Why is April referred to as the cruelest month in "The Waste Land"?

Quick answer:

In The Waste Land, April is the cruelest month because it is a time of rebirth and new birth. April is thus a metaphor for the painful process of growth and rebirth that Western civilization faced after the horror of World War I. Growth will be hard, and the temptation is to stay asleep.

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Putting this quote in the context of what is being said in the opening part of the poem helps us understand Eliot's meaning:

April is the cruellest month, breeding

Lilacs out of the dead land, mixing

Memory and desire, stirring

Dull roots with spring rain.

Winter kept us warm, covering

Earth in forgetful snow.

April is the cruelest month because it is when the earth experiences its rebirth. Plants begin to grow and new life emerges. April and rebirth become a metaphor for an individual's or a society's growth and rebirth.

Growth is painful, as any psychologist will tell us. It takes work and facing up to unpleasant realities. It means having to make changes. As Eliot notes, "Winter kept us warm." It is easier to sleepwalk through life and forget the past and abandon trying to change. Death and stasis are always a temptation.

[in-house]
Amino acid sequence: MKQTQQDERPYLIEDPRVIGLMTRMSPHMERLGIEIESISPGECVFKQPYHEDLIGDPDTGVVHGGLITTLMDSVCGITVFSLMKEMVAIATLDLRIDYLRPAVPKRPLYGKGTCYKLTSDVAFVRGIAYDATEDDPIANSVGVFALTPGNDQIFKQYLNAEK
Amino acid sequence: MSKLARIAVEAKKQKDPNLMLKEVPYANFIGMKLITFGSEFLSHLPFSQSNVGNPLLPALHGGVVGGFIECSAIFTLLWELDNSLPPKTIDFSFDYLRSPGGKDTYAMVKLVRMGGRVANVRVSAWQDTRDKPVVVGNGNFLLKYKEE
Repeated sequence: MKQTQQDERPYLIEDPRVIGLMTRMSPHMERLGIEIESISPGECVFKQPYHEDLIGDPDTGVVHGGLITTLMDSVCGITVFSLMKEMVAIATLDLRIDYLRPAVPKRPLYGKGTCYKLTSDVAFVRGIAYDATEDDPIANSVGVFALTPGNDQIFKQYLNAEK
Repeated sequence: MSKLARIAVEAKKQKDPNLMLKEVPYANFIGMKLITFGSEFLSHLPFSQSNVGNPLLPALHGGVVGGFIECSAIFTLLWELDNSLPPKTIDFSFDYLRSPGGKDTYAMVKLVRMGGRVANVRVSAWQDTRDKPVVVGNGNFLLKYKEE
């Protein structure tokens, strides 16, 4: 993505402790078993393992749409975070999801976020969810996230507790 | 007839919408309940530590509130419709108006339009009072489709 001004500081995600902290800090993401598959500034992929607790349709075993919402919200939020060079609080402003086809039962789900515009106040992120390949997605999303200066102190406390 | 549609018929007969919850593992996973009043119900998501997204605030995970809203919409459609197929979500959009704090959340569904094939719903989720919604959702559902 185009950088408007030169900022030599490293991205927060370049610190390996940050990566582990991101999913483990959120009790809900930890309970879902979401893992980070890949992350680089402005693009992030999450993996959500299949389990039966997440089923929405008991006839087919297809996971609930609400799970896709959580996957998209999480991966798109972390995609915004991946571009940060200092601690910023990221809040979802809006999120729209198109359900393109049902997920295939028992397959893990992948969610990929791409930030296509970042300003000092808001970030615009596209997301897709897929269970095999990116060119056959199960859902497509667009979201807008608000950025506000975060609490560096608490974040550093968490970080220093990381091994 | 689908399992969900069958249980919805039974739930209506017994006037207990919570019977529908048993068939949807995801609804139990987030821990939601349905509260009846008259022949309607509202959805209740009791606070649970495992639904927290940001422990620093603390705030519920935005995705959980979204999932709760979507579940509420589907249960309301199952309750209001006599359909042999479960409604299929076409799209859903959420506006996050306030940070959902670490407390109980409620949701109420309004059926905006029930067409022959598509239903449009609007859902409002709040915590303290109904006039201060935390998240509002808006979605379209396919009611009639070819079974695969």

But more importantly, Eliot is speaking to Western civilization as a whole, and here, the dating of the poem is important. Eliot published the poem in 1922. World War I had ended a few years before. This devastating conflict shook most Europeans to their core, traumatically undermining their faith in progress and civilization.

Eliot is saying that it is painful to have to face the realities of that war and the need for change and rebirth in Western values and ways of thinking. Eliot is, in this passage, acknowledging the allure and comfort for a society of going back to sleep and trying to forget what happened after a painful incident—but that will not solve anything.

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